Tribune News Service

News Budget for Sunday, November 22, 2020


Updated at 2 p.m. EST (1900 UTC).


Additional news stories appear on the MCT-NEWSFEATURES-BJT.

This budget is now available at TribuneNewsService.com, with direct links to stories and art. See details at the end of the budget.


^US vaccine train won't be derailed, Warp Speed leader says<

^CORONAVIRUS-US-VACCINE:BLO—<Efforts to speedily develop and distribute a coronavirus vaccine in the U.S. won't be derailed by a change in administration, said the head of Operation Warp Speed, the federal government's program aimed at accelerating a COVID-19 jab.

"All decisions are made, the train is running. Whether one administration or the other doesn't, frankly, make a difference," Moncef Slaoui said on NBC's "Meet the Press."

The operation "has been isolated from the administration, from the political environment, and the political context," said Slaoui, a former head of GlaxoSmithKline's vaccines operation.

450 by Elizabeth Dexheimer. MOVED


^Fear of flying is a COVID-era conundrum<

^CORONAVIRUS-AIRTRAVEL:KHN—<The holidays are approaching just as COVID-19 case rates nationwide are increasing at a record-breaking pace, leading to dire warnings from public health experts.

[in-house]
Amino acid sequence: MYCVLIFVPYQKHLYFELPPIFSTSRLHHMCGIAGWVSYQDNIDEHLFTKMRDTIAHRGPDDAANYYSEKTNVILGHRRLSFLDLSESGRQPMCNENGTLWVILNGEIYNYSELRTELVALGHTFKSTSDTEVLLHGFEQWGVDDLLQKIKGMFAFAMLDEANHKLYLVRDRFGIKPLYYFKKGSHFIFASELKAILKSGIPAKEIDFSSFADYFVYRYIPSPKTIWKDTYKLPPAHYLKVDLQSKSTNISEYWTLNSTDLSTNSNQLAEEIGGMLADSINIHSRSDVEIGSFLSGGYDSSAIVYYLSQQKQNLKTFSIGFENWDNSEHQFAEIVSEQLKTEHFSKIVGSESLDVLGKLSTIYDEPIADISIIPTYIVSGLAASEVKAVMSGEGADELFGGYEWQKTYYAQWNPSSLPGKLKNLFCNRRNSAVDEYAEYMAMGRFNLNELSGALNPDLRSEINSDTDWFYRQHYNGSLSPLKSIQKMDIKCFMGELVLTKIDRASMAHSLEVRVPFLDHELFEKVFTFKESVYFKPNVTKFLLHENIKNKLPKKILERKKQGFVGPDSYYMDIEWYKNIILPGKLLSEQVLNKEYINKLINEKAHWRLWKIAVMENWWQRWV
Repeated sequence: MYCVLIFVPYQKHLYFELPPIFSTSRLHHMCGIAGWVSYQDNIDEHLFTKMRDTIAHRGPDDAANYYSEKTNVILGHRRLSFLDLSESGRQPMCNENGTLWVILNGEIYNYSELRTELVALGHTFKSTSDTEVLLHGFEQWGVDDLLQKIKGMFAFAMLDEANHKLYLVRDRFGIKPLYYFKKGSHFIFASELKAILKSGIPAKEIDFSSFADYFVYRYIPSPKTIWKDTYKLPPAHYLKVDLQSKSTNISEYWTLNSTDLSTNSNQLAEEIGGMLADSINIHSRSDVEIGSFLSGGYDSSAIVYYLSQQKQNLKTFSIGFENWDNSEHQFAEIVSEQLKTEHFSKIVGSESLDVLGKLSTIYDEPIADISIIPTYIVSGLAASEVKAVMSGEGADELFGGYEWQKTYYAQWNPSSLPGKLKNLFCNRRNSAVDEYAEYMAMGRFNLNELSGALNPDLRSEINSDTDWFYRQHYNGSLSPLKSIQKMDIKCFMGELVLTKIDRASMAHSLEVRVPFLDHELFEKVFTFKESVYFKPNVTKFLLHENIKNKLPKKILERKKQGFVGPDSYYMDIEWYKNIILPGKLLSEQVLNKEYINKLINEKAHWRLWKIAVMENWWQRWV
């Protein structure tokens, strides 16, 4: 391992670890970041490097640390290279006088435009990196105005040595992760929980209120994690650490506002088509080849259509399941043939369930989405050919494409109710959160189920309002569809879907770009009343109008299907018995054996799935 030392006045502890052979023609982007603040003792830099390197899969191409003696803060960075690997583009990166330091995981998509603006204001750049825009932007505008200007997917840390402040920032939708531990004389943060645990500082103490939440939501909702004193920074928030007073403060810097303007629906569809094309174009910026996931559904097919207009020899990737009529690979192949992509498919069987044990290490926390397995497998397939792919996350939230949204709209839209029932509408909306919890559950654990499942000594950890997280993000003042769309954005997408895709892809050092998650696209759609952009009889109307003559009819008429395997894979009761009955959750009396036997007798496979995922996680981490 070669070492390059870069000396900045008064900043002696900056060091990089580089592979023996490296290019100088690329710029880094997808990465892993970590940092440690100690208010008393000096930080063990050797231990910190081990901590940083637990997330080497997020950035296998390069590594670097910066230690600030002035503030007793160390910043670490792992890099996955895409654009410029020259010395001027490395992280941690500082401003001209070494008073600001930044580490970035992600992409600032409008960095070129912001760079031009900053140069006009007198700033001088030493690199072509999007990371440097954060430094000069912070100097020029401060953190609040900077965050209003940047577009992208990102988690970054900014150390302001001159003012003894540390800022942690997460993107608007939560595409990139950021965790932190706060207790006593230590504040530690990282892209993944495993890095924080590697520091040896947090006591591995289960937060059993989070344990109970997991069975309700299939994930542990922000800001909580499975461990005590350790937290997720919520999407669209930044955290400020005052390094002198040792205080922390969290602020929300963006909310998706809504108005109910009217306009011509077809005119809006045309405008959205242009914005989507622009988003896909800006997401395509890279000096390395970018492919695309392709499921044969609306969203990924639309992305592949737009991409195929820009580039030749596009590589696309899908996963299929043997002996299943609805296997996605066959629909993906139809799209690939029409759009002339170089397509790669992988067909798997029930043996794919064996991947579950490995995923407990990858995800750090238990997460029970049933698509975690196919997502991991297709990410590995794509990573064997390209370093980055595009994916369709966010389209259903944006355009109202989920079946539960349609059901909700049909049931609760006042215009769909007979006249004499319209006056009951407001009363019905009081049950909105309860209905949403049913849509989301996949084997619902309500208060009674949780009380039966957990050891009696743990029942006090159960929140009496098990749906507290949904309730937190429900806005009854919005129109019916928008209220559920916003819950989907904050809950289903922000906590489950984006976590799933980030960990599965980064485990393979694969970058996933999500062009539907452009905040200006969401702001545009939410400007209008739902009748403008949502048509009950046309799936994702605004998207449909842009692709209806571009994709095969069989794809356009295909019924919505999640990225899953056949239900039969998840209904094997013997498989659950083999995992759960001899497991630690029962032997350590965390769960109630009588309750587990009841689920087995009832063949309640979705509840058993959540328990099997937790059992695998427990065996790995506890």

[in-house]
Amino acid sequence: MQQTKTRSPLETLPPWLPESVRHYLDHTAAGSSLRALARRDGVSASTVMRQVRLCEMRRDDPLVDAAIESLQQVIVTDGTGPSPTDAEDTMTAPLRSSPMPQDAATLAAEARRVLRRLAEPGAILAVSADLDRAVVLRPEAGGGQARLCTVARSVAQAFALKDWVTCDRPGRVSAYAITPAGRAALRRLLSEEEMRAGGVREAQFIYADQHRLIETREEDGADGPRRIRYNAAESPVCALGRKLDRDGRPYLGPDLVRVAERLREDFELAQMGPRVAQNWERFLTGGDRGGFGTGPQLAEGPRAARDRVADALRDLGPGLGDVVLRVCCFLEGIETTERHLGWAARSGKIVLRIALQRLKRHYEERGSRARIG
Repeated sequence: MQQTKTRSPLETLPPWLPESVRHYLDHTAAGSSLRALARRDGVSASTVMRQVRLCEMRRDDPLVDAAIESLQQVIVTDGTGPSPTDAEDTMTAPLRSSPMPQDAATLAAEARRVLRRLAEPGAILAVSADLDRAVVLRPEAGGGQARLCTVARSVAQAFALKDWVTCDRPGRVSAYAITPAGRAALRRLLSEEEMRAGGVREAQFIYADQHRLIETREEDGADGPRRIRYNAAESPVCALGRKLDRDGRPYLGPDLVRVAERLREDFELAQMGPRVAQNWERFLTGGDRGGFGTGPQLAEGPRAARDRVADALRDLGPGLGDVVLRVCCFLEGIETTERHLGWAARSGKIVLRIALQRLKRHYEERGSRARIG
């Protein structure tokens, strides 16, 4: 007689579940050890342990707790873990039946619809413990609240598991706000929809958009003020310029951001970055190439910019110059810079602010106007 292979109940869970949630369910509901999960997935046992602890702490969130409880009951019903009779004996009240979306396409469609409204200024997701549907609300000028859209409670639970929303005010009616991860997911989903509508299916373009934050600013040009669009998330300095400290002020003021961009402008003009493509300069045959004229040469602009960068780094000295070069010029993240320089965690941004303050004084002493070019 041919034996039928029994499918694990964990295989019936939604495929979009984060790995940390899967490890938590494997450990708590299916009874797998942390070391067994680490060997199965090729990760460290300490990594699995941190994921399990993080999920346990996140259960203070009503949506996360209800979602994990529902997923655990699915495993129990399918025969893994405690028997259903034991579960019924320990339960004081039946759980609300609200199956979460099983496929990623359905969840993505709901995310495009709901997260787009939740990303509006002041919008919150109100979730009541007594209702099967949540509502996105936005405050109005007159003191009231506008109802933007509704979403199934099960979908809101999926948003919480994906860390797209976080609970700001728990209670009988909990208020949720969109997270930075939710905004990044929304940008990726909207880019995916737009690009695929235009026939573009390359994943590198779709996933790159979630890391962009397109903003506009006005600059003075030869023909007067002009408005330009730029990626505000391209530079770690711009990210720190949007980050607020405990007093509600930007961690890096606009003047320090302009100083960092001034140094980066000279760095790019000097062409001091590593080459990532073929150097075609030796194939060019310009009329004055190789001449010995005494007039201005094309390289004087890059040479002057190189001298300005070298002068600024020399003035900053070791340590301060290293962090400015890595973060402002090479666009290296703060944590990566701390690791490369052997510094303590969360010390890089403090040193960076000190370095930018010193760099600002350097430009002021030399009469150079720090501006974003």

The Centers for Disease Control and Prevention has issued cautions and updated guidelines related to family gatherings. Dr. Anthony Fauci, a White House coronavirus adviser and director of the National Institute of Allergy and Infectious Diseases, said in interviews that his kids won't be coming home for Thanksgiving because of coronavirus risks. "Relatives getting on a plane, being exposed in an airport," he told CBS News. "And then walking in the door and saying 'Happy Thanksgiving' — that you have to be concerned about."

Are Americans listening? Maybe not. Especially as airlines, reeling from major revenue blows since the pandemic took hold in March, tell passengers they can travel with peace of mind and sweeten the deal with special holiday fares.

1500 by Victoria Knight. MOVED


^World leaders praise Paris climate pact as Trump justifies exit<

^G20:BLO—<World leaders urged countries not to lose sight of climate goals in the coronavirus pandemic, endorsing the aims of the Paris agreement amid hopes that U.S. President-elect Joe Biden will rejoin the accord.